Map out a plan for a productive stamp collector’s winter
By Janet Klug
Winter is a good time to work on your stamp collection, especially if you live in an area where the weather keeps you indoors.
There is always something in your collection needing attention, but with busy lives we tend to put things off, even if they are pleasurable stamp chores.
Pamper yourself this winter by blocking out some time every week to attend to your collection. Schedule the tasks you have been setting aside and then make a firm commitment to get them done.
A good starting point is also one of the most enjoyable: It is called “looking at your stamps.”
Now how difficult is that?
Stamp albums benefit by being examined periodically, page by page.
Check to see if there is evidence that insects have been attacking the album pages and stamps (stamps picturing insects, however, as in the illustration here, are fine).
If you find pages that have been visibly gnawed, or have dark specks that indicate insects or rodents have been dining on your collection, then it is time to take quick action. Get a pest exterminator to inspect and eliminate the problem. While this is being done, move your collection to a safe, pest-free location.
Suggestion: You lessen the risk of inadvertently inviting insects and rodents into your collection if you avoid eating or drinking near your stamps.
Album inspections do not end there — you also should look for signs of mold or mildew. This can happen if you live in a humid region and don’t use appropriate climate control, or if you store your stamps in a damp basement, for example.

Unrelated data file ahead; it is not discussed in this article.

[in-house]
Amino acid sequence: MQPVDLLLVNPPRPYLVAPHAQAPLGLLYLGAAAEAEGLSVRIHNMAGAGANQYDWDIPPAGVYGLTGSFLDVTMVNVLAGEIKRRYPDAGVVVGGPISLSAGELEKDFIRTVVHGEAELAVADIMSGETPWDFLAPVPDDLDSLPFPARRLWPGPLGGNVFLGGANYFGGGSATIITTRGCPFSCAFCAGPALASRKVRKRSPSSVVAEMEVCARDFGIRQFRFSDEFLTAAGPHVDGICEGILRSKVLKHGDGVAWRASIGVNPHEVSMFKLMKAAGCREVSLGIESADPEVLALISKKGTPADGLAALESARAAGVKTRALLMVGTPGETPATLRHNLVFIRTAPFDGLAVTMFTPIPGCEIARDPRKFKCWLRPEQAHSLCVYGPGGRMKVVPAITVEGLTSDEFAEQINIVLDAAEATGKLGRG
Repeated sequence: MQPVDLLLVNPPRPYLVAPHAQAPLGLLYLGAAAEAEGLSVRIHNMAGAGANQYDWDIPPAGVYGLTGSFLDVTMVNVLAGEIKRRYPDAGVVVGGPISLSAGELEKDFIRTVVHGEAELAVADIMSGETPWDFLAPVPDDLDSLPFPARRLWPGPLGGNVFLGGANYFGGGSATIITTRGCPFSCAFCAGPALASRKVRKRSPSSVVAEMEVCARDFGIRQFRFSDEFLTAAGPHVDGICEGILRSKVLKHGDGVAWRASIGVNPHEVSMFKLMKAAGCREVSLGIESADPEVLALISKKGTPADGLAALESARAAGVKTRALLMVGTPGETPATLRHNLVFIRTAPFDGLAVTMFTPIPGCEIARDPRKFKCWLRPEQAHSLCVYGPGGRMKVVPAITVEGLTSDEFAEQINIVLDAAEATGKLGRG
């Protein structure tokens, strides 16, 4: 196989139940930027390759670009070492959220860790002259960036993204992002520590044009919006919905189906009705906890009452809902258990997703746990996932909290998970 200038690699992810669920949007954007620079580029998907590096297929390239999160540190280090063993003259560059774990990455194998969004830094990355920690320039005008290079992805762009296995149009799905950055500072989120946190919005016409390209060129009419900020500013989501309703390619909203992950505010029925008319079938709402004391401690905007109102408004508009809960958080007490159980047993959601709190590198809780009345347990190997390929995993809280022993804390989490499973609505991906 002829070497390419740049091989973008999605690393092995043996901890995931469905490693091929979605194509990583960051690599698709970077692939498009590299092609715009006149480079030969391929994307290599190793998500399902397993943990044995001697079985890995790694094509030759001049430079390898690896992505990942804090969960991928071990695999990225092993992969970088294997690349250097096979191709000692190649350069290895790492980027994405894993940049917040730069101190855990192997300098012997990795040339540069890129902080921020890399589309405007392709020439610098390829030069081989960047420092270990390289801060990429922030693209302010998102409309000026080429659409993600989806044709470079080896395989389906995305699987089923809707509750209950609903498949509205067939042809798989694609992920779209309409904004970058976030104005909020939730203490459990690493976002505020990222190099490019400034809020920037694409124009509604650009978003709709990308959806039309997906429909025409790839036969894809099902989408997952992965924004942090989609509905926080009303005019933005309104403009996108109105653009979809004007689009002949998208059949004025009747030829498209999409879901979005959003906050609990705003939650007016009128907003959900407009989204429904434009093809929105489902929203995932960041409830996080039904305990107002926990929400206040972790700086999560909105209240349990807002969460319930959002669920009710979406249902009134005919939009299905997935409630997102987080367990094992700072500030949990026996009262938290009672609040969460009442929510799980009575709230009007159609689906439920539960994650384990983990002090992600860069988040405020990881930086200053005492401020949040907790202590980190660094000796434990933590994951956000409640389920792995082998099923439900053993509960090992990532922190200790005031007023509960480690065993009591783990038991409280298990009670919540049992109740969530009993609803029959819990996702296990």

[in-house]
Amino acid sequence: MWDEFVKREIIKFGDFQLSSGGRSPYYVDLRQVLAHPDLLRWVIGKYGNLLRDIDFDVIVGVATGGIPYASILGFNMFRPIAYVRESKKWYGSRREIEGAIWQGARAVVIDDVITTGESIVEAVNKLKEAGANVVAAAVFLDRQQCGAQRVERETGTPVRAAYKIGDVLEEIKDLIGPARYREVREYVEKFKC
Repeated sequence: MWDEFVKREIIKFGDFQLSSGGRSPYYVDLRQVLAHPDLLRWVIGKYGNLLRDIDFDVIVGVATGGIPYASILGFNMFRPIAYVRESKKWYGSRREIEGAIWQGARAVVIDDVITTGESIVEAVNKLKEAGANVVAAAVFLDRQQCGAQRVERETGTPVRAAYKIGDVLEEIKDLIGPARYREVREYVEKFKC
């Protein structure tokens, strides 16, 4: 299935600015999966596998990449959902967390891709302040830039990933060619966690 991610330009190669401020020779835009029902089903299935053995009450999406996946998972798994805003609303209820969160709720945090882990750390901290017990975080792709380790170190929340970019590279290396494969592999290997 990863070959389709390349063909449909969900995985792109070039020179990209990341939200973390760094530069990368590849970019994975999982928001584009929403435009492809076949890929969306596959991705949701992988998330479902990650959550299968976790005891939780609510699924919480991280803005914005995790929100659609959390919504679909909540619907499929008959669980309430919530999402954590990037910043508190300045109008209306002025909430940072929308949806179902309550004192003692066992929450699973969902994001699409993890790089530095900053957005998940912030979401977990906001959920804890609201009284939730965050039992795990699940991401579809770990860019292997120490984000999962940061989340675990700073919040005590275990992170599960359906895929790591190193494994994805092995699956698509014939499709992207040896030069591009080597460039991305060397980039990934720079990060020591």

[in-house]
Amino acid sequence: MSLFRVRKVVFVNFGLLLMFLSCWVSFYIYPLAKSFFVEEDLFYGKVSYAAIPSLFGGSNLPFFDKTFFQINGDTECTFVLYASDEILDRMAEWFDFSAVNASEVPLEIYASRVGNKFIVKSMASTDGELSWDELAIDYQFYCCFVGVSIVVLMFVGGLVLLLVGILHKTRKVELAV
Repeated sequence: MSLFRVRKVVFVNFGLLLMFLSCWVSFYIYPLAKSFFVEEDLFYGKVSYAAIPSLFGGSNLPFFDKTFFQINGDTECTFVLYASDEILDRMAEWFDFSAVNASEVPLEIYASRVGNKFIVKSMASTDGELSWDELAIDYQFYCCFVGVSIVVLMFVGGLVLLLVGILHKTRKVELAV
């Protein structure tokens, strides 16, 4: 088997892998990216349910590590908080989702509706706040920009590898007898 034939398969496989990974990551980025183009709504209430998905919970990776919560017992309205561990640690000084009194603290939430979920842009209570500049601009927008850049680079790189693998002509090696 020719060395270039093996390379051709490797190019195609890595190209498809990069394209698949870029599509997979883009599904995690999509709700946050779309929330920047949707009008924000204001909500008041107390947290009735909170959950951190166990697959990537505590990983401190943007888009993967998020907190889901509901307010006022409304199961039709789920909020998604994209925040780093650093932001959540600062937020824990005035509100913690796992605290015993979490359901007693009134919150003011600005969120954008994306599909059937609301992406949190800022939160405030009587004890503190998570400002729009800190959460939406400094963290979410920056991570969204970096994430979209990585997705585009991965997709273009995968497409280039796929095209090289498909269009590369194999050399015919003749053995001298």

Should you find album pages that have mold or mildew, remove the pages from the album. Check the entire album and then leave it out to air in a dry area.
Mold can spread, so keep those contaminated pages separate from the rest of the albums. Paper conservators can rehabilitate pages that have mold or mildew, but it is an added expense.
Suggestion: Keep your collection at a comfortable temperature and humidity level, usually 30 percent to 50 percent humidity, and temperatures that vary between the mid 60s and low 80s, depending on your personal tolerance.
What feels best for you is probably going to be best for your collection, and maintaining stable conditions reduces the likelihood you will ever have mold or mildew problems.
As you turn the pages in your stamp albums, look for loose mounts or stamps with faulty hinges. If a stamp is not stable it is prone to being damaged, and it needs to be remounted. This can be done with either hinges or mounts, whichever is your preference.
As you carefully turn page after page in the album, do you find stamps on opposite pages that have hooked together? The easy way to avoid this is to use album pages that are printed on only one side. Unfortunately, many of our favorite albums have pages that are printed on both sides.
You are less likely to have hooked stamps if you use mounts rather than hinges, and you will have zero hooked stamps if you put glassine interleaving between each page or use only hingeless albums.